The most hated thing I have ever written by far is “The Hypocrisy of Feminist Outrage.” It is also the most misunderstood. Contrary to what people thought, that piece was not about sexual harassment. It was about how the way we dress (or undress) can negatively impact others. Both Islamic law AND secular law acknowledge this. If you are not familiar with the Islamic discourse on the topic, I give examples in the essay. As for the secular side, I cite dress codes, indecent exposure laws, and scientific studies on the impact of nudity. The point of all this is to show that YES, your clothes matter and it is wrong and deeply destructive for feminists to claim that “women can dress or undress however they want and no one has the right to tell them otherwise.” Yes, people do have that right — in fact Western governments exercise that right to tell women (and men) how to dress when it comes to what they define as “indecent exposure.” So, if Western governments exercise that right, why can’t Islamic law? It’s the same underlying principle, except that what Western society considers “indecent” is not exactly what Islamic law considers as such.

Notice how the above argument has NOTHING to do with sexual harassment or catcalling. I readily acknowledge that catcalling is harmful. But I also acknowledge, in light of the argument above, that improper dress is ALSO harmful on an individual and societal level. For feminists to deny this is hypocritical on multiple levels that I explain in the article.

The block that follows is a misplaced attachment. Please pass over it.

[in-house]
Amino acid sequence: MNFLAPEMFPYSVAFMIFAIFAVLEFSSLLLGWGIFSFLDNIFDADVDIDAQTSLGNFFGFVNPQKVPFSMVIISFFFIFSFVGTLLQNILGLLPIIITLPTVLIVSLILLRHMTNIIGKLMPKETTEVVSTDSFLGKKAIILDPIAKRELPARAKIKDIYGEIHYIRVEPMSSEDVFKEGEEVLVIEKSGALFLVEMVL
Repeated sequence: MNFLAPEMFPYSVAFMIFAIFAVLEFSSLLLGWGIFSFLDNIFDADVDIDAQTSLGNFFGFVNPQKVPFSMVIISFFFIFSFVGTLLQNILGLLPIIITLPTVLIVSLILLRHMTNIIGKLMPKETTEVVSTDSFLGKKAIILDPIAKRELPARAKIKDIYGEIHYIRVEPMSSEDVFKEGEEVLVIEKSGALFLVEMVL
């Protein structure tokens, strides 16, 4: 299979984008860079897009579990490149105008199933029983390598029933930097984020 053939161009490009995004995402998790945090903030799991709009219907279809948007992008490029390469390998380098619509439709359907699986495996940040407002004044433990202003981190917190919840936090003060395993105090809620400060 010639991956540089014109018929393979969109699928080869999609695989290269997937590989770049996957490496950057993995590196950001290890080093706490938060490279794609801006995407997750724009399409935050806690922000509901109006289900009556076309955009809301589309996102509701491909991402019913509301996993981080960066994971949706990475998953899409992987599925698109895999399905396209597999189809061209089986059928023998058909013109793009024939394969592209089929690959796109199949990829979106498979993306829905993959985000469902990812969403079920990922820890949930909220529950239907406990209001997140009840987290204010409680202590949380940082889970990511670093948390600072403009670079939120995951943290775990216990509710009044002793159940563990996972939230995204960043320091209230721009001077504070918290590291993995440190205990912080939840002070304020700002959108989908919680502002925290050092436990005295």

Also, Muslims should be the last ones to object to any of this. Consider the Quranic verse 33:59 on the issue of women’s dress: “O Prophet! Tell thy wives and daughters, and the believing women, that they should cast their outer garments over their persons (when abroad): that is most convenient, that they should be known (as such) and not molested. And Allah is Oft-Forgiving, Most Merciful.”

One of the central purposes of covering is spelled out very clearly in this verse: to avoid molestation and harassment. The INcorrect way to understand this is to say that women are to blame if they get sexually harassed. The blame for sexual harassment always is on the harasser, not the victim. We all agree on this. HOWEVER, that does not absolve women (or men) from their duty to cover themselves and maintain decency for themselves, their families, and society at large.

Another reason Muslims should be the last ones to object to any of this is the fact that here we see the wisdom of hijab, how it is objectively beneficial, how it is rational and most conducive to justice on the personal and societal level. Contrary to what modern Muslims seem to believe, hijab is not an empty ritual with only symbolic significance. It is secular thought that wants to portray the hijab as a mere cultural fossil with no moral relevance at best, at worst as an impractical tool of oppression by men and nothing else. It is a secular mindset to equate the hijab and the bikini and say that they are both equally expressions of women’s freedom because they both represent a woman’s choice and therefore her empowerment. No, hijab is practically, rationally, and morally superior. Be proud of that instead of repeating stale cliches about “the power of choice.”